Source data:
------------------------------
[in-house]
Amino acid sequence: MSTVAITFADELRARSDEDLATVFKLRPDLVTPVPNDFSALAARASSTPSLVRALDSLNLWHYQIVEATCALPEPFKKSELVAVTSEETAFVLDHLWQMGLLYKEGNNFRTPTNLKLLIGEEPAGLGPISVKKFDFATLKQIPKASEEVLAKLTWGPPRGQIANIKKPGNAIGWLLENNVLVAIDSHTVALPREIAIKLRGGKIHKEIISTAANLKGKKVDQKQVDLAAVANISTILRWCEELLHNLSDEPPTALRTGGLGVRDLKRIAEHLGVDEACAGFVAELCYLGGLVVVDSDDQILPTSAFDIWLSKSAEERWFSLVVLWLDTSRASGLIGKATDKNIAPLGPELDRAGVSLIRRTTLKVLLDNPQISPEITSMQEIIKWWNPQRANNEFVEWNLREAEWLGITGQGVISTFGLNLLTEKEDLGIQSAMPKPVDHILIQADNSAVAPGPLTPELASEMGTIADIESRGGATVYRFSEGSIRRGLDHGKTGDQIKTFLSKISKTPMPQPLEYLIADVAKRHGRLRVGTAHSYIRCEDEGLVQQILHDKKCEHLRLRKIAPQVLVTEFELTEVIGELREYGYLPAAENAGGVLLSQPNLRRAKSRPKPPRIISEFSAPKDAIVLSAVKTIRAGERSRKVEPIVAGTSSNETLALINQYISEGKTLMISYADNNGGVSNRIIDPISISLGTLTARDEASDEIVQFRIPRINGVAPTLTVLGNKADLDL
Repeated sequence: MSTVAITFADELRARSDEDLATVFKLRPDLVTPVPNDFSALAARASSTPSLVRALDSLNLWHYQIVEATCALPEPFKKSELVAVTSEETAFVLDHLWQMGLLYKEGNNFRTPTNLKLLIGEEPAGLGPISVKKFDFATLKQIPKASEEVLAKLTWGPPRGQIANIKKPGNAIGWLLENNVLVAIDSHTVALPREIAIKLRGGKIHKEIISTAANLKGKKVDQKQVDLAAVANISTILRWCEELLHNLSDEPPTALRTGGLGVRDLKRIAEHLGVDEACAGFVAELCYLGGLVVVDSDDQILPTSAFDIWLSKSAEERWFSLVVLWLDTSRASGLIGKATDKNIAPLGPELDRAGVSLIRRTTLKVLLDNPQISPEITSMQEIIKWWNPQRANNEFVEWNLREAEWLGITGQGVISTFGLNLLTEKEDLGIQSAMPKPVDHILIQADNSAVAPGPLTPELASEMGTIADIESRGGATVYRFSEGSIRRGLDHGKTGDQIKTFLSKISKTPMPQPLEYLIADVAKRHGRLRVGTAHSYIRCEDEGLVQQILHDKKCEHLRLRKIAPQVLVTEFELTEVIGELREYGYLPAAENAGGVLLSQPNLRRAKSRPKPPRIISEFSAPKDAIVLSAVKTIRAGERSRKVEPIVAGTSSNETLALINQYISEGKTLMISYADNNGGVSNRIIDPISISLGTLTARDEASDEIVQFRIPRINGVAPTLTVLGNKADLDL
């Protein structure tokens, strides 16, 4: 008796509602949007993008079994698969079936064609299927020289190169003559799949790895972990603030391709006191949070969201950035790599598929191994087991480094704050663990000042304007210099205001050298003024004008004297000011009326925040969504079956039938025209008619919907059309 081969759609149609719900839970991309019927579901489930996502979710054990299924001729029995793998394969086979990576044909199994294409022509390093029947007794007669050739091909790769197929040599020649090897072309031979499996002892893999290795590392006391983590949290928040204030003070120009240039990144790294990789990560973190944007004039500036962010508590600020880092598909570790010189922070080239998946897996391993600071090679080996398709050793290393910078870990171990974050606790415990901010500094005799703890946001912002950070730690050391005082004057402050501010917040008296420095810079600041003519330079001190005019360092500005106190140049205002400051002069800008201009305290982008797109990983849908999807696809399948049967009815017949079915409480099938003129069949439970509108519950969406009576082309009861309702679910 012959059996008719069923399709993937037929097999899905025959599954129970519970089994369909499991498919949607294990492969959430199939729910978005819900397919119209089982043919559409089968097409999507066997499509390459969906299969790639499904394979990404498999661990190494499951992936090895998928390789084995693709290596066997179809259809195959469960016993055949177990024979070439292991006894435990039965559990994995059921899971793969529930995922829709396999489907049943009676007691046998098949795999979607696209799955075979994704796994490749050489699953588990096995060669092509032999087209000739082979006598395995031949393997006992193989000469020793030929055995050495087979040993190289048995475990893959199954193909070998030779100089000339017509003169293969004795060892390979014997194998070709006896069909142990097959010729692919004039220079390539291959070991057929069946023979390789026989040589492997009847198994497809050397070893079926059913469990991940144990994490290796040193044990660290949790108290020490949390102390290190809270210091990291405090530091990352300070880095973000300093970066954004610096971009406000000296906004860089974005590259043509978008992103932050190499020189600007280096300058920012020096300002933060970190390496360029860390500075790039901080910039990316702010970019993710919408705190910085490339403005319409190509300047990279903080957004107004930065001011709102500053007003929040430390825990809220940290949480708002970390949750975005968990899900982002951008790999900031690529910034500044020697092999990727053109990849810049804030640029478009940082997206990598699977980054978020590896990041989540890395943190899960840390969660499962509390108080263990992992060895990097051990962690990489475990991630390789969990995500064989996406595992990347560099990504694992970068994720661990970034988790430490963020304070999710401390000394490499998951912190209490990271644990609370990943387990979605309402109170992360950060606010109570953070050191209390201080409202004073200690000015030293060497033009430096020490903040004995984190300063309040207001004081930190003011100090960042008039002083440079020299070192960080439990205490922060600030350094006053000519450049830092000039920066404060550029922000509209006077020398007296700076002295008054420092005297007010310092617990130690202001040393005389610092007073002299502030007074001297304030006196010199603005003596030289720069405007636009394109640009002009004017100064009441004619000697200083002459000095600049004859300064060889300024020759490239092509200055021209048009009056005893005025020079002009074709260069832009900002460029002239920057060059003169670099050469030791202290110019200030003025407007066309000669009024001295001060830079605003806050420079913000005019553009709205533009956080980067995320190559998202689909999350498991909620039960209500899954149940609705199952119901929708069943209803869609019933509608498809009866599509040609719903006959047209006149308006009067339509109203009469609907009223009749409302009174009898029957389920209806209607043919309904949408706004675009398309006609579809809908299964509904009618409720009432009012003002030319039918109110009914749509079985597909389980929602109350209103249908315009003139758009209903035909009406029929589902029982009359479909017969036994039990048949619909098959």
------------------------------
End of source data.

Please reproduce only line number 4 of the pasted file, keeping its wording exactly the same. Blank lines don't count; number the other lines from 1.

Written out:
């Protein structure tokens, strides 16, 4: 008796509602949007993008079994698969079936064609299927020289190169003559799949790895972990603030391709006191949070969201950035790599598929191994087991480094704050663990000042304007210099205001050298003024004008004297000011009326925040969504079956039938025209008619919907059309 081969759609149609719900839970991309019927579901489930996502979710054990299924001729029995793998394969086979990576044909199994294409022509390093029947007794007669050739091909790769197929040599020649090897072309031979499996002892893999290795590392006391983590949290928040204030003070120009240039990144790294990789990560973190944007004039500036962010508590600020880092598909570790010189922070080239998946897996391993600071090679080996398709050793290393910078870990171990974050606790415990901010500094005799703890946001912002950070730690050391005082004057402050501010917040008296420095810079600041003519330079001190005019360092500005106190140049205002400051002069800008201009305290982008797109990983849908999807696809399948049967009815017949079915409480099938003129069949439970509108519950969406009576082309009861309702679910 012959059996008719069923399709993937037929097999899905025959599954129970519970089994369909499991498919949607294990492969959430199939729910978005819900397919119209089982043919559409089968097409999507066997499509390459969906299969790639499904394979990404498999661990190494499951992936090895998928390789084995693709290596066997179809259809195959469960016993055949177990024979070439292991006894435990039965559990994995059921899971793969529930995922829709396999489907049943009676007691046998098949795999979607696209799955075979994704796994490749050489699953588990096995060669092509032999087209000739082979006598395995031949393997006992193989000469020793030929055995050495087979040993190289048995475990893959199954193909070998030779100089000339017509003169293969004795060892390979014997194998070709006896069909142990097959010729692919004039220079390539291959070991057929069946023979390789026989040589492997009847198994497809050397070893079926059913469990991940144990994490290796040193044990660290949790108290020490949390102390290190809270210091990291405090530091990352300070880095973000300093970066954004610096971009406000000296906004860089974005590259043509978008992103932050190499020189600007280096300058920012020096300002933060970190390496360029860390500075790039901080910039990316702010970019993710919408705190910085490339403005319409190509300047990279903080957004107004930065001011709102500053007003929040430390825990809220940290949480708002970390949750975005968990899900982002951008790999900031690529910034500044020697092999990727053109990849810049804030640029478009940082997206990598699977980054978020590896990041989540890395943190899960840390969660499962509390108080263990992992060895990097051990962690990489475990991630390789969990995500064989996406595992990347560099990504694992970068994720661990970034988790430490963020304070999710401390000394490499998951912190209490990271644990609370990943387990979605309402109170992360950060606010109570953070050191209390201080409202004073200690000015030293060497033009430096020490903040004995984190300063309040207001004081930190003011100090960042008039002083440079020299070192960080439990205490922060600030350094006053000519450049830092000039920066404060550029922000509209006077020398007296700076002295008054420092005297007010310092617990130690202001040393005389610092007073002299502030007074001297304030006196010199603005003596030289720069405007636009394109640009002009004017100064009441004619000697200083002459000095600049004859300064060889300024020759490239092509200055021209048009009056005893005025020079002009074709260069832009900002460029002239920057060059003169670099050469030791202290110019200030003025407007066309000669009024001295001060830079605003806050420079913000005019553009709205533009956080980067995320190559998202689909999350498991909620039960209500899954149940609705199952119901929708069943209803869609019933509608498809009866599509040609719903006959047209006149308006009067339509109203009469609907009223009749409302009174009898029957389920209806209607043919309904949408706004675009398309006609579809809908299964509904009618409720009432009012003002030319039918109110009914749509079985597909389980929602109350209103249908315009003139758009209903035909009406029929589902029982009359479909017969036994039990048949619909098959």